Louise Penny is as much a gift to her readers as her books are. She is funny and warm and attractive and smart and gracious. For example, nearly 250 people stood in line after her talk to have her sign a book. She shook each person's hand and offered to have her picture taken with each fan. I thanked her for being so gracious, and she responded that signing books and meeting her readers is her "reward." I added that this is her "harvest time" as well, and she thanked me for those words. She thanked me for MY words. See what I mean about receiving a gift?

First Gift
Her talk was full of gifts as well. (Listen to the full talk at http://clubbook.org ) She spoke of fear and overcoming fear. 
As a child she was full of fears, afraid of everything, but she found "solace in stories." When she was eight years old, she was reading Charlotte's Web and about halfway through the book, she realized Charlotte is a spider, and Penny was very afraid of spiders. That fear was lifted, however, when she realized how much she loved Charlotte. From that point on she wanted to be a writer, for she understood the healing power of books.

Not all fears dissolved, however, for when she made the decision to leave her work as a journalist and radio broadcaster in order to write a great novel, she discovered she was afraid of failure. What if she couldn't write? So she didn't. Fortunately, she met a group of very creative women who were producing art in various forms, not all good, and in fact, some of it was quite horrendous, she said, but they were doing it, and their failures didn't kill them. After five years of not writing anything, she finally started writing Still Life, the first book in what has become an amazingly successful crime series.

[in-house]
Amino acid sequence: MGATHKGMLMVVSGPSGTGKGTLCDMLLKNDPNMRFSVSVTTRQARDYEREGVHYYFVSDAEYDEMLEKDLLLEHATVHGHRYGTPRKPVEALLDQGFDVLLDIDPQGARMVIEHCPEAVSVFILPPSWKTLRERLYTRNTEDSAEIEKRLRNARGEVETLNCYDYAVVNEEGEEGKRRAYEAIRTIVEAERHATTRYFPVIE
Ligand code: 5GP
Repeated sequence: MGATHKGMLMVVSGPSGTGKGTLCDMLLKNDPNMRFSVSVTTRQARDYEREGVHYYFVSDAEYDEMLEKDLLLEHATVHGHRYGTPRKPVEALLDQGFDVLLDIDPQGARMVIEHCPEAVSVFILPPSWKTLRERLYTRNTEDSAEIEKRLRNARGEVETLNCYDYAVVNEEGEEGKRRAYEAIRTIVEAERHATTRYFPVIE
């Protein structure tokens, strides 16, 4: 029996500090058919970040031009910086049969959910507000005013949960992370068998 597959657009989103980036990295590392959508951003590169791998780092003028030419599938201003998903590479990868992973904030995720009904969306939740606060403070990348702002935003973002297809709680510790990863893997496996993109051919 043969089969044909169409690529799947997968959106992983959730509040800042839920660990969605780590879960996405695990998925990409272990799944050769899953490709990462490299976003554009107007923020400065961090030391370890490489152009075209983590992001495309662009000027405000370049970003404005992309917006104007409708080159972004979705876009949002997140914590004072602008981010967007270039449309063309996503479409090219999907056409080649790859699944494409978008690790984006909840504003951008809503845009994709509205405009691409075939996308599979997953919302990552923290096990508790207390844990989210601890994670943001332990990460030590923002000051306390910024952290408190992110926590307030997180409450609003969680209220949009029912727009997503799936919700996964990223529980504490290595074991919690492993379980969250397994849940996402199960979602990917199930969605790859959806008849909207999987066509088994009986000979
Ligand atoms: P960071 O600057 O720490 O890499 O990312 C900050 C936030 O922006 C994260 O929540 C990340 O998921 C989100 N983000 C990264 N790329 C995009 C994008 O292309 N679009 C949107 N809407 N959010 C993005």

The gift: You can survive failure. I can survive failure. I need to remember what I so often ask others, What's The Worst That Can Happen? Most of the time the "worst" is not so bad. Even after living into my 60's, I don't always remember that, and as I begin a big writing project, I need this gift. Is this a gift you need?

Second Gift
Penny wrote her first book and sent it to publisher after publisher after publisher without any positive results. She also submitted it to a contest for unpublished books and was shortlisted for that award. She went to the award dinner hoping to meet the agents she had learned were the top agents in the United Kingdom for crime fiction. Two out of the three were there, but one was not interested in her at all, and the other was drunk. However, she and her husband were invited to a cocktail party which was a fundraiser for an organization supporting women in Afghanistan, and at that party she met the third agent, whom she discovered had a post-it note on her computer with Penny's name on it! She has been her agent ever since. Penny calls this The Amalgamation of Small Things. I think of it as One Thing Leads to Another.

One thing doesn't necessarily lead to another, however, without active engagement. Penny did not want to go to that cocktail party, but her husband pushed, and they went. She had done her homework. She had entered the contest. She had written the book and followed her dream, not waiting for fulfillment, but working for what she wanted. And it happened.